I don’t think booklets are different, just some platforms don’t provide the booklet in the digital archive due to technical limitations.
Sometimes cover art image is different, but usually audio files are identical (whichever is the encoding format).
Sometimes release on digital stores has extra tracks (ie. “exclusive bonus tracks”), but most of the times i found those on another legal platform too…
Sometimes track order differs, in all cases it was more a mistake rather than an artist’s intent, and in many cases audio files were ordered the same, but titles were switched…
Most of the times digital releases are just ripped CDs (when they exist), or just re-encoded from files used in studios.

Imho it makes no sense to have “'Mastered for iTunes” releases, but if there’s a proof they actually differ from the ones available on other platforms.

And til now, i can say 99% are no different: same cover art, same tracklist, same audio.

And for me, “barcode” makes no sense for digital releases, qobuz for example is just using the CD barcode, and different barcodes don’t always mean different files. Somehow, same goes for labels…


This is exactly how Discogs do it, except people do not usually add 8 releases for something.

This general statement is not true.

857223004458 is Souvenir, POP ETC - Qobuz
857223004465 is Souvenir, POP ETC - Qobuz
857223004489 is (one of) the CD.

Unless MusicBrainz wants to have a schema change where the UPC is removed from the Release, then UPC (along with reasonable cover art differences) are distinguishing features of unique releases.


An example where iTunes lacks MFiT, while Qobuz says it’s hires:

8790001228948 (CD, listed for completeness)

iTunes (MFiT missing) id1359843267
Qobuz (hires)

iTunes (no download) id1374629235
Qobuz (no download)

Example by yindesu has only one iTunes ID, available as download and stream, MFiT badge present.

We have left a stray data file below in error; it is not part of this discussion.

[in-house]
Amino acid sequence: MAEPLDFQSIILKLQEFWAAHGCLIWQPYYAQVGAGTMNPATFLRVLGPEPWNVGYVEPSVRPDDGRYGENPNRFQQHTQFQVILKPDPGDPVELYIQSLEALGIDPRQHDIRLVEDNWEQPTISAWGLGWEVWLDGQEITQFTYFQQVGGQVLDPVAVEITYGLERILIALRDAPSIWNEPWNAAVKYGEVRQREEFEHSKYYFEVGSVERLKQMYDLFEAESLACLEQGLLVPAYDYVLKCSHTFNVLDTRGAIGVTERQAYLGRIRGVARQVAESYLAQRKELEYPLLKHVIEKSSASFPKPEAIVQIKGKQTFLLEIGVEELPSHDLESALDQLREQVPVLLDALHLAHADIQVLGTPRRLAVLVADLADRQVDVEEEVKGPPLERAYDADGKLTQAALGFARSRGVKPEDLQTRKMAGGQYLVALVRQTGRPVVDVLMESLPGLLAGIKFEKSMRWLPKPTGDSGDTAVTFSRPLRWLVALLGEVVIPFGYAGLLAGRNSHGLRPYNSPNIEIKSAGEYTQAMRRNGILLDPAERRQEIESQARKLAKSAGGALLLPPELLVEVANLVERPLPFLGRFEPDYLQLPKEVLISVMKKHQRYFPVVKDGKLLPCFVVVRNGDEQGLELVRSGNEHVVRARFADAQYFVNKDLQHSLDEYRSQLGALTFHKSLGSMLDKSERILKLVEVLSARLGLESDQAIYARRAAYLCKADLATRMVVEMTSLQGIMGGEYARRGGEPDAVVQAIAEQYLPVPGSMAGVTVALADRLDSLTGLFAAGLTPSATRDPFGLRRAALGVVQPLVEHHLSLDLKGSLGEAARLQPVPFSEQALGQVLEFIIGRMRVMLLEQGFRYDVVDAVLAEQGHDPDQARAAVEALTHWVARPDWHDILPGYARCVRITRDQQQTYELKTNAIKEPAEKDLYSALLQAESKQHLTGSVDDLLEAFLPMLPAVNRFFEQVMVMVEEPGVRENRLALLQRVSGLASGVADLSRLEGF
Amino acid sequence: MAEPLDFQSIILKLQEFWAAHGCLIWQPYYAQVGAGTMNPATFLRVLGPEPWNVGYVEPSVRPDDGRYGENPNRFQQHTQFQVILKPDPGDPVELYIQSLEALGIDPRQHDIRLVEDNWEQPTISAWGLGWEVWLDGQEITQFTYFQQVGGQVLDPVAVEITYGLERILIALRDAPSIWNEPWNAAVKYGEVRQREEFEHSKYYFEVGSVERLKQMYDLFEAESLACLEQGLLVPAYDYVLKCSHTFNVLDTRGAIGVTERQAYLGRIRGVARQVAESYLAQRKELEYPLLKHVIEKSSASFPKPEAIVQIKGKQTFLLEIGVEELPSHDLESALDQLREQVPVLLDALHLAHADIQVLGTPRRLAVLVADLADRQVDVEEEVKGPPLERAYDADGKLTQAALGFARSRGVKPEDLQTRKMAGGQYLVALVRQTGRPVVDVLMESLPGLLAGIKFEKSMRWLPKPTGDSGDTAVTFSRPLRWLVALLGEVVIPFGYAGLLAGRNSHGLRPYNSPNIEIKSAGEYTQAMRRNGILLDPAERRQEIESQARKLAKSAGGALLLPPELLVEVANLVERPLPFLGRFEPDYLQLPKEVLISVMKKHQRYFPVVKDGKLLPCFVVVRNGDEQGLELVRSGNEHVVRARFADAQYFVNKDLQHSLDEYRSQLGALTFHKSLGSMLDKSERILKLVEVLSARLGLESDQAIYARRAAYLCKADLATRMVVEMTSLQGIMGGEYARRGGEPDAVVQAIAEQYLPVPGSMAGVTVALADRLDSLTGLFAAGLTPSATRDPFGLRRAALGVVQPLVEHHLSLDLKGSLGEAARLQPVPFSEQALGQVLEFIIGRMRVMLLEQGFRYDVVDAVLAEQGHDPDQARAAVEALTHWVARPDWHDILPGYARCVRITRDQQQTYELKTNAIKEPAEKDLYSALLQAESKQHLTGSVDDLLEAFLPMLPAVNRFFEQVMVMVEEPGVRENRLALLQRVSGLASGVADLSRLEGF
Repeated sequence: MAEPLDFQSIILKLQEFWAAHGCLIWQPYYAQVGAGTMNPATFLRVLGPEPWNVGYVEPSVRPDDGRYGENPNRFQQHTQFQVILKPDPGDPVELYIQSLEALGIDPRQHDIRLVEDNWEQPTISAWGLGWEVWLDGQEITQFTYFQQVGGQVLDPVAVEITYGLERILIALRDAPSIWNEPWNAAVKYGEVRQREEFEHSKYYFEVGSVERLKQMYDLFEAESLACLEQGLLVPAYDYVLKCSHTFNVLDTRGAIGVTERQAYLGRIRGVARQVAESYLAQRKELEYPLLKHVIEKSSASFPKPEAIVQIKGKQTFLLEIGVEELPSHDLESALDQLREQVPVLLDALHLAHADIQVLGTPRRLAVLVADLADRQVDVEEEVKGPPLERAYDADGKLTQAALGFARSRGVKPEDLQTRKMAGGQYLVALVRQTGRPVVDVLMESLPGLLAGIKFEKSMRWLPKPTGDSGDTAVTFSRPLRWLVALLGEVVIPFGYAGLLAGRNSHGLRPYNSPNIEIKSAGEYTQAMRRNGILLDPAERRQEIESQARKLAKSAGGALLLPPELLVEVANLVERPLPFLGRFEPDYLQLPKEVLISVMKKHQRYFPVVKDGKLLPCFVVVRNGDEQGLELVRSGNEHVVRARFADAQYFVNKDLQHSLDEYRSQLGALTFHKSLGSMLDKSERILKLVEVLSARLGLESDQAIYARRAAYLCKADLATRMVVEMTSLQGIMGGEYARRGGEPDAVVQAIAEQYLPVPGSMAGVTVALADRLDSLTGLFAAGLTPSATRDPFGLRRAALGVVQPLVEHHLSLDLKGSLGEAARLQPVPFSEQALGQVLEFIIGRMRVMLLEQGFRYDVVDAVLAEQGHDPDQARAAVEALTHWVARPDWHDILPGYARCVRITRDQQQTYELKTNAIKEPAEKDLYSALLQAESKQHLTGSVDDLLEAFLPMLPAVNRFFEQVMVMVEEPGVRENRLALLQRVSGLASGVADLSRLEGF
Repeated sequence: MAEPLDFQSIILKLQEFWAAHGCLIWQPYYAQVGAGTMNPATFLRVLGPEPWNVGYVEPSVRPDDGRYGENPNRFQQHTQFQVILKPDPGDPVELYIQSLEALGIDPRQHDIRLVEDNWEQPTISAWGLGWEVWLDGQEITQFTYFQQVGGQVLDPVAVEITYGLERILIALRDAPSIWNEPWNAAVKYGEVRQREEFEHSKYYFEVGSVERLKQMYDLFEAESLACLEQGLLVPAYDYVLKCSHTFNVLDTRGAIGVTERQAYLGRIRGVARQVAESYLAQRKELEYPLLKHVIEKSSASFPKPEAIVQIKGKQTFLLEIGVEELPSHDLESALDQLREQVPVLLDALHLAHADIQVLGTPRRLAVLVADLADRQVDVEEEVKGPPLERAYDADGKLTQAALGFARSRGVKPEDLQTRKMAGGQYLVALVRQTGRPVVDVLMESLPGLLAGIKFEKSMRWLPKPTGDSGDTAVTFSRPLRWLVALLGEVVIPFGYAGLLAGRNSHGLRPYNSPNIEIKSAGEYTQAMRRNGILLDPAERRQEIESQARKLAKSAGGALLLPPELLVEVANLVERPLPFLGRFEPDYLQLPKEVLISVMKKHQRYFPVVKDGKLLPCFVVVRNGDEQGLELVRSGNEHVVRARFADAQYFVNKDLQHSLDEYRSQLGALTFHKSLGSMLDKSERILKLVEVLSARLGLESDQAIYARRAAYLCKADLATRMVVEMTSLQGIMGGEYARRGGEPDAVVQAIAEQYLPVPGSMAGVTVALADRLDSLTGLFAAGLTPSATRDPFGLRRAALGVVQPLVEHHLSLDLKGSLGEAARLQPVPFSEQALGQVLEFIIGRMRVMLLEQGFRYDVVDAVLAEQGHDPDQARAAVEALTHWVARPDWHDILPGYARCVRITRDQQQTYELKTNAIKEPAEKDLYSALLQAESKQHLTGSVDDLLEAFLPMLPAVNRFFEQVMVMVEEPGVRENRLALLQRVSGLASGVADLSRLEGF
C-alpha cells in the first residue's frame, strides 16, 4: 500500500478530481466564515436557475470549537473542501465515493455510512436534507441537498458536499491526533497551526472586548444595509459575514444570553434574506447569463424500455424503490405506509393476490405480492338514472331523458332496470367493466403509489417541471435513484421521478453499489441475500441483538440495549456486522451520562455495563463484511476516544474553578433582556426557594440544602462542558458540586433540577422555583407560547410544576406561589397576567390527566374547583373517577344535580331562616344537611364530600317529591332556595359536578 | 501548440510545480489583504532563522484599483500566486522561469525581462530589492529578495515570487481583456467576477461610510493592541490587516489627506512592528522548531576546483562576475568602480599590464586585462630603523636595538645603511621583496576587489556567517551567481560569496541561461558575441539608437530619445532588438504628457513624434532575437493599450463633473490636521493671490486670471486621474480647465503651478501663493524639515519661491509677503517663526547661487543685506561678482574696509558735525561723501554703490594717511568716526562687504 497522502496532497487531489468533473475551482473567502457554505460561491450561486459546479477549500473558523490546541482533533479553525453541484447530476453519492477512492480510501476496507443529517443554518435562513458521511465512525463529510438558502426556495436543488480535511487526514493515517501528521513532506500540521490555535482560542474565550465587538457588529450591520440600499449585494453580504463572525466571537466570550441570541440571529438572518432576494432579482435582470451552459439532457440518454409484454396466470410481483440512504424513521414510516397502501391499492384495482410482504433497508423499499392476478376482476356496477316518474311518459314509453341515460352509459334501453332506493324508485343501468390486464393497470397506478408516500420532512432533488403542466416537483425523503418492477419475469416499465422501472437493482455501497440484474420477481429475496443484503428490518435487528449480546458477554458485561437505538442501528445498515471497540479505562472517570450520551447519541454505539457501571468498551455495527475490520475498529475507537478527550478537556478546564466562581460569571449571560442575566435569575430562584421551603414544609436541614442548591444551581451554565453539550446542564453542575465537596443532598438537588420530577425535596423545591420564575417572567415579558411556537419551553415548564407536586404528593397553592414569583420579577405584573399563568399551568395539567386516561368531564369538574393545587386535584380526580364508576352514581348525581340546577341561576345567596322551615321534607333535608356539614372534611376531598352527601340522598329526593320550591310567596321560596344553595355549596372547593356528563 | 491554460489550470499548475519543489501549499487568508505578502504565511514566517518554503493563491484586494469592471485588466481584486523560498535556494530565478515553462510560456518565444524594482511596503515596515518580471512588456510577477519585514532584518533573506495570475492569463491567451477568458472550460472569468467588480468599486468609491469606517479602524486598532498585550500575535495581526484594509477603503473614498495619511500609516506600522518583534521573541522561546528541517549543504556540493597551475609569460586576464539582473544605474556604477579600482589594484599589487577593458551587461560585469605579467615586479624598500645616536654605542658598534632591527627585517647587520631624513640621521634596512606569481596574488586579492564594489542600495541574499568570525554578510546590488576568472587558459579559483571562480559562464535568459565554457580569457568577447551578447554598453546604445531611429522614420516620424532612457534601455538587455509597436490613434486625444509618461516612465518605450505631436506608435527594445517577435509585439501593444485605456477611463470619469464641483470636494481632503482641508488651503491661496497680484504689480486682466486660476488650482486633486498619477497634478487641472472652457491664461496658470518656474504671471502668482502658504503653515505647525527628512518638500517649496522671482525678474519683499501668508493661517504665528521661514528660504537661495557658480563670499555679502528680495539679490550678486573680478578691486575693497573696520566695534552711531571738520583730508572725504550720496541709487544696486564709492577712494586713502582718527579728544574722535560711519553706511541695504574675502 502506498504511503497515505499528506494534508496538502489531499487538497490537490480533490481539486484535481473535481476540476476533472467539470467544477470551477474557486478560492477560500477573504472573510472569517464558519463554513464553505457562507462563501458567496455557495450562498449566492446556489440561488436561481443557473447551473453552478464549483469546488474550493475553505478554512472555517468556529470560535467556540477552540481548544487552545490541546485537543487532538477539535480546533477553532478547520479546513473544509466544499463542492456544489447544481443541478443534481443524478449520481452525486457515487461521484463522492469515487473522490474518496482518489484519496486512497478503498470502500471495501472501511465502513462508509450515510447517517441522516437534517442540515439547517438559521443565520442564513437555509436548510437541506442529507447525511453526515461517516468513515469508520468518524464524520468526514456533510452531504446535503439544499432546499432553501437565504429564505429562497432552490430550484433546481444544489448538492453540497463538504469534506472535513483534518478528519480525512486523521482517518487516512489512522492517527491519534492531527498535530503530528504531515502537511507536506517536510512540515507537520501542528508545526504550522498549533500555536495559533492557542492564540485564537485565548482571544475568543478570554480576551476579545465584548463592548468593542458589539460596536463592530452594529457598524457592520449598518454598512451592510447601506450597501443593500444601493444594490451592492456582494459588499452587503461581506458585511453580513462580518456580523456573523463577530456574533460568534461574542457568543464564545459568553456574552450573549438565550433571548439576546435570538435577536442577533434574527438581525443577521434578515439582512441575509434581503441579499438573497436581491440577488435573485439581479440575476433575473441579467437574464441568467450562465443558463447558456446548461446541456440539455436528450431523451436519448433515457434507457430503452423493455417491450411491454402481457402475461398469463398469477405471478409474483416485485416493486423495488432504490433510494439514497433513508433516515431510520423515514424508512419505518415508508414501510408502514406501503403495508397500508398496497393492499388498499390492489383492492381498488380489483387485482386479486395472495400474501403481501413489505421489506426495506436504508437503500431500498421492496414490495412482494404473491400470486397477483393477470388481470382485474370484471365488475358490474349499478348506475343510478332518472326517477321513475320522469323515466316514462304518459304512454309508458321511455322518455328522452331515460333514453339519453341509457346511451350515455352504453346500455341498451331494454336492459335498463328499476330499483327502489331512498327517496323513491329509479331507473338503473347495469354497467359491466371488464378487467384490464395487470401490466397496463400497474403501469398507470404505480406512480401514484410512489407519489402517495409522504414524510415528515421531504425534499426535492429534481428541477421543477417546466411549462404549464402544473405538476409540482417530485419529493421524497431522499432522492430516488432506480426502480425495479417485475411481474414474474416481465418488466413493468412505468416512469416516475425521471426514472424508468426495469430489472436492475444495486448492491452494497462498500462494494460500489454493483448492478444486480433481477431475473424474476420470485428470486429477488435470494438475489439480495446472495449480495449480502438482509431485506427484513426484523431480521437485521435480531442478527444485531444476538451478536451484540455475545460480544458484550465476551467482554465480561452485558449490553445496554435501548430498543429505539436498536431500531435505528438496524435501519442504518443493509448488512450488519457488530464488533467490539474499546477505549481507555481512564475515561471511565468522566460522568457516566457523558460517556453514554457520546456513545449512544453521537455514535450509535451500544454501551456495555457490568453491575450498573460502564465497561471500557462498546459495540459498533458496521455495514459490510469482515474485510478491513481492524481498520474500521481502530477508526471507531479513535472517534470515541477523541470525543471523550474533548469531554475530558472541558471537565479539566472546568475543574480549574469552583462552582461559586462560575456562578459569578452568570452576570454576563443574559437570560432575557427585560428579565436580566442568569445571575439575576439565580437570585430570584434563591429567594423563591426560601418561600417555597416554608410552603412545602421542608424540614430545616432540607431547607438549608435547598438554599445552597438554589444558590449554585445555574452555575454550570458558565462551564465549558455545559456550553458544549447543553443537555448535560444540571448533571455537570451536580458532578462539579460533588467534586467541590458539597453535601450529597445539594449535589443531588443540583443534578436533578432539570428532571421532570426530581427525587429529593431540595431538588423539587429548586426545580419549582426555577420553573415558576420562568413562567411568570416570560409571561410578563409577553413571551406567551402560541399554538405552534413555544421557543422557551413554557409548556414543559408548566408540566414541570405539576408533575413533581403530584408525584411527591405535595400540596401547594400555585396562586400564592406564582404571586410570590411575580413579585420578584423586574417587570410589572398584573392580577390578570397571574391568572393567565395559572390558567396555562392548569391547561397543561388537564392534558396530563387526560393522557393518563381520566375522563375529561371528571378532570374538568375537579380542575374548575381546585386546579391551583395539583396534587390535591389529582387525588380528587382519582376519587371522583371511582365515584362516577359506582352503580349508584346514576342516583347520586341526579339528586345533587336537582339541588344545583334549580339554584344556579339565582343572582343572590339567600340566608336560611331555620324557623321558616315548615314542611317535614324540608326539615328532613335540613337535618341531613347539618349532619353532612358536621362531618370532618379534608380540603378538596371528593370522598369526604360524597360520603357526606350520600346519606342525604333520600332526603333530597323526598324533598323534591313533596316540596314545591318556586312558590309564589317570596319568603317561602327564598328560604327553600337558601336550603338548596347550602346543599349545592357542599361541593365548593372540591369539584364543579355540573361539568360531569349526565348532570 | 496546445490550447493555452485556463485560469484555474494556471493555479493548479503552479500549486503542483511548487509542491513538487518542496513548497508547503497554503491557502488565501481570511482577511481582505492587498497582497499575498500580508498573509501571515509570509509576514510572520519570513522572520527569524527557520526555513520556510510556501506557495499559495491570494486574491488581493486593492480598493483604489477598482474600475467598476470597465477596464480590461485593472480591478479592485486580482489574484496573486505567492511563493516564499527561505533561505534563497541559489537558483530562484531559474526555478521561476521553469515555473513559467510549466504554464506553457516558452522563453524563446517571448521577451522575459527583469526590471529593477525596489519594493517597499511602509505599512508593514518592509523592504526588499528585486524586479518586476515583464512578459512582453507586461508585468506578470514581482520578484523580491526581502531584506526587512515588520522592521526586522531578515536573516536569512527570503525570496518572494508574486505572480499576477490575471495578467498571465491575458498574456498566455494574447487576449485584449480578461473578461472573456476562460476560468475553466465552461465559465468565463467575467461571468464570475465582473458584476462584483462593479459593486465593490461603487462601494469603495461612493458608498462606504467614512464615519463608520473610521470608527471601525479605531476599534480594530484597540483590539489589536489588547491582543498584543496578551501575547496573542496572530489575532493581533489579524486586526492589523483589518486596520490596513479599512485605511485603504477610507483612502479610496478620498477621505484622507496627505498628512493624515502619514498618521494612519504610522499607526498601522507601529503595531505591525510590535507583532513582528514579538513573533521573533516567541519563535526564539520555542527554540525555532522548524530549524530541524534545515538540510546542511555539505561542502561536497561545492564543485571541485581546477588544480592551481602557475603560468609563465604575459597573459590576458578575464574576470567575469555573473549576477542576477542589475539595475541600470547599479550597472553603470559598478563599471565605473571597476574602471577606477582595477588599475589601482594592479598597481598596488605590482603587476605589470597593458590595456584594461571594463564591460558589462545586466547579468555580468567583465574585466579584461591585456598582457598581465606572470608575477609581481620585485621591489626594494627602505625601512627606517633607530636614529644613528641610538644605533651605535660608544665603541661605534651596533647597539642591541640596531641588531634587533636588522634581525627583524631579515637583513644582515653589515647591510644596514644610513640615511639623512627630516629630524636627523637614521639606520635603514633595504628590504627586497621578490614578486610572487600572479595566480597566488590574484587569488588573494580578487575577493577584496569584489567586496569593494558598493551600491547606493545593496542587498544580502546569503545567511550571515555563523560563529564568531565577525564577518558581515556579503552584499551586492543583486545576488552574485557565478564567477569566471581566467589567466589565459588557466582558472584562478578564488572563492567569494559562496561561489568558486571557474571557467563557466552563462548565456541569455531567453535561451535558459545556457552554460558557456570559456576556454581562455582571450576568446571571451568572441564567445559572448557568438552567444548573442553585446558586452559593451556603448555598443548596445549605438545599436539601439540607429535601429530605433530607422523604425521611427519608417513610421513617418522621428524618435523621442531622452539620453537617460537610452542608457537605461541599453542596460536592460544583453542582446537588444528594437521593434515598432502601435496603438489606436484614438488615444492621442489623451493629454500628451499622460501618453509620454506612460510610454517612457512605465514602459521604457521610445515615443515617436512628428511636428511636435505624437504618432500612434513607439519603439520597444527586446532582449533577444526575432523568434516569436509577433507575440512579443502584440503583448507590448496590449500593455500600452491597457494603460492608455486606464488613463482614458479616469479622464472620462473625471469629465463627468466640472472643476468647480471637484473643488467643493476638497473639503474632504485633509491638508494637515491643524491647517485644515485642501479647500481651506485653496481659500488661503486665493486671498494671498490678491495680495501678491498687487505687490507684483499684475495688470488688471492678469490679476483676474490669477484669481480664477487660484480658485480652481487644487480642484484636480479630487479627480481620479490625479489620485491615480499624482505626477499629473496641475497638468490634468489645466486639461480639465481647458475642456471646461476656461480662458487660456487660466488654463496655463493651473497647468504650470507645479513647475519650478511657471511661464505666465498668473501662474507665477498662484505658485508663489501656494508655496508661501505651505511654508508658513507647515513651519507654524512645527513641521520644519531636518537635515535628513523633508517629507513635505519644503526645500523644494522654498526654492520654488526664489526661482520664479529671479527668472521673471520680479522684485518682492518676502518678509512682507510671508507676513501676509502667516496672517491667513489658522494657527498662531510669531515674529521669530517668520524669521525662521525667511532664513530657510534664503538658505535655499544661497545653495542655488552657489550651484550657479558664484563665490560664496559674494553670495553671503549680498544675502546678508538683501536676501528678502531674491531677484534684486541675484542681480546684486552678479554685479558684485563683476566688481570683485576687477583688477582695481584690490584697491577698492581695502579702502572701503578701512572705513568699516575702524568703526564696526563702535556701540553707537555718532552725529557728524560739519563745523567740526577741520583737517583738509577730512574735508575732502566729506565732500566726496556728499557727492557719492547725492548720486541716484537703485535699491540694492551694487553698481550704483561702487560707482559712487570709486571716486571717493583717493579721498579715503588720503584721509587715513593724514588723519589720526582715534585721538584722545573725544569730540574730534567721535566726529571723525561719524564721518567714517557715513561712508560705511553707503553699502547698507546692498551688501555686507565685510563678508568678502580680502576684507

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That is the only instance I’ve ever seen where the Apple Music & iTunes ids for the same country were different. Especially since the iTunes isn’t MFiT. The Quboz link isn’t working. Looks like that release has been removed. I’ve seen a few instances where the hi-res audio on HDTracks or Qobuz was the same barcode as MFiT. Plenty where the MFiT is the same as Spotify, which is why I think they are the same release.

Yes, you’re right, I just noticed it changed, and they also changed their URLs to not include the barcode anymore.
So the statement isn’t true anymore, but it used to be during last years. Looks like Qobuz is now doing more than ripping CDs.

I left out the locale part of the URL. en-us doesn’t work.
Try this adding gb-en like so Galaxy Of Dreams 3 (Liquicity Presents), Various Artists - Qobuz
If you’re still getting HTTP 404 they are probably discriminating your IP.

I’m gonna edit my previous post.

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Slightly off-topic as it’s not about MFiT but still touches the issue of GTIN on digital releases.

Rammstein happend:
602577493850 (Digital, it appears Qobuz has no streaming licence but Deezer does and they share same GTIN)
602577493867 (MFiT)
602577495267 (Spotify)

IMHO we need a schema change, this is madness.

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What are MFIT and GTIN?
Oh ok found Mastered for iTunes and GTIN is like the more well known names: EAN/JAN/barcode…